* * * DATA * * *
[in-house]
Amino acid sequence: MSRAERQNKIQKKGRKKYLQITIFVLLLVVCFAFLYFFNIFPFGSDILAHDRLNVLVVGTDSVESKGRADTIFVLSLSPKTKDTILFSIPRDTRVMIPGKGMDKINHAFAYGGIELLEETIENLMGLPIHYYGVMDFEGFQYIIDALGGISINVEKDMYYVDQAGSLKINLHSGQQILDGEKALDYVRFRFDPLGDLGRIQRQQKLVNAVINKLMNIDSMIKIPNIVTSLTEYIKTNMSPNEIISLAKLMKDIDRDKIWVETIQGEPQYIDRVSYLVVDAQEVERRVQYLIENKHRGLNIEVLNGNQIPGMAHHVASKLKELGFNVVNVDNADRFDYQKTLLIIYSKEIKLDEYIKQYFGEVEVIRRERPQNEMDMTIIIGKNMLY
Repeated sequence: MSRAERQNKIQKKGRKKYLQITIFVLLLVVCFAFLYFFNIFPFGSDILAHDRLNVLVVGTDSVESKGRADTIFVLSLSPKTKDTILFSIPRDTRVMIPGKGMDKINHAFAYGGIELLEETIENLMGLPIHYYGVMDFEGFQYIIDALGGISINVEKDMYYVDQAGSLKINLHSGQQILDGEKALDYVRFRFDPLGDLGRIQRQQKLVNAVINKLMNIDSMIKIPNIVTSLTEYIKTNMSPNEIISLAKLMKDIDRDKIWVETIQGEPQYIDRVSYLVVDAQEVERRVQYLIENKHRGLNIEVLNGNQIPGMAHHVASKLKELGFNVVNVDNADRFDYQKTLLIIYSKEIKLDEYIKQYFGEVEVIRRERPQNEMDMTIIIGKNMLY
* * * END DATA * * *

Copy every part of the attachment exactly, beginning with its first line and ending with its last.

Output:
[in-house]
Amino acid sequence: MSRAERQNKIQKKGRKKYLQITIFVLLLVVCFAFLYFFNIFPFGSDILAHDRLNVLVVGTDSVESKGRADTIFVLSLSPKTKDTILFSIPRDTRVMIPGKGMDKINHAFAYGGIELLEETIENLMGLPIHYYGVMDFEGFQYIIDALGGISINVEKDMYYVDQAGSLKINLHSGQQILDGEKALDYVRFRFDPLGDLGRIQRQQKLVNAVINKLMNIDSMIKIPNIVTSLTEYIKTNMSPNEIISLAKLMKDIDRDKIWVETIQGEPQYIDRVSYLVVDAQEVERRVQYLIENKHRGLNIEVLNGNQIPGMAHHVASKLKELGFNVVNVDNADRFDYQKTLLIIYSKEIKLDEYIKQYFGEVEVIRRERPQNEMDMTIIIGKNMLY
Repeated sequence: MSRAERQNKIQKKGRKKYLQITIFVLLLVVCFAFLYFFNIFPFGSDILAHDRLNVLVVGTDSVESKGRADTIFVLSLSPKTKDTILFSIPRDTRVMIPGKGMDKINHAFAYGGIELLEETIENLMGLPIHYYGVMDFEGFQYIIDALGGISINVEKDMYYVDQAGSLKINLHSGQQILDGEKALDYVRFRFDPLGDLGRIQRQQKLVNAVINKLMNIDSMIKIPNIVTSLTEYIKTNMSPNEIISLAKLMKDIDRDKIWVETIQGEPQYIDRVSYLVVDAQEVERRVQYLIENKHRGLNIEVLNGNQIPGMAHHVASKLKELGFNVVNVDNADRFDYQKTLLIIYSKEIKLDEYIKQYFGEVEVIRRERPQNEMDMTIIIGKNMLY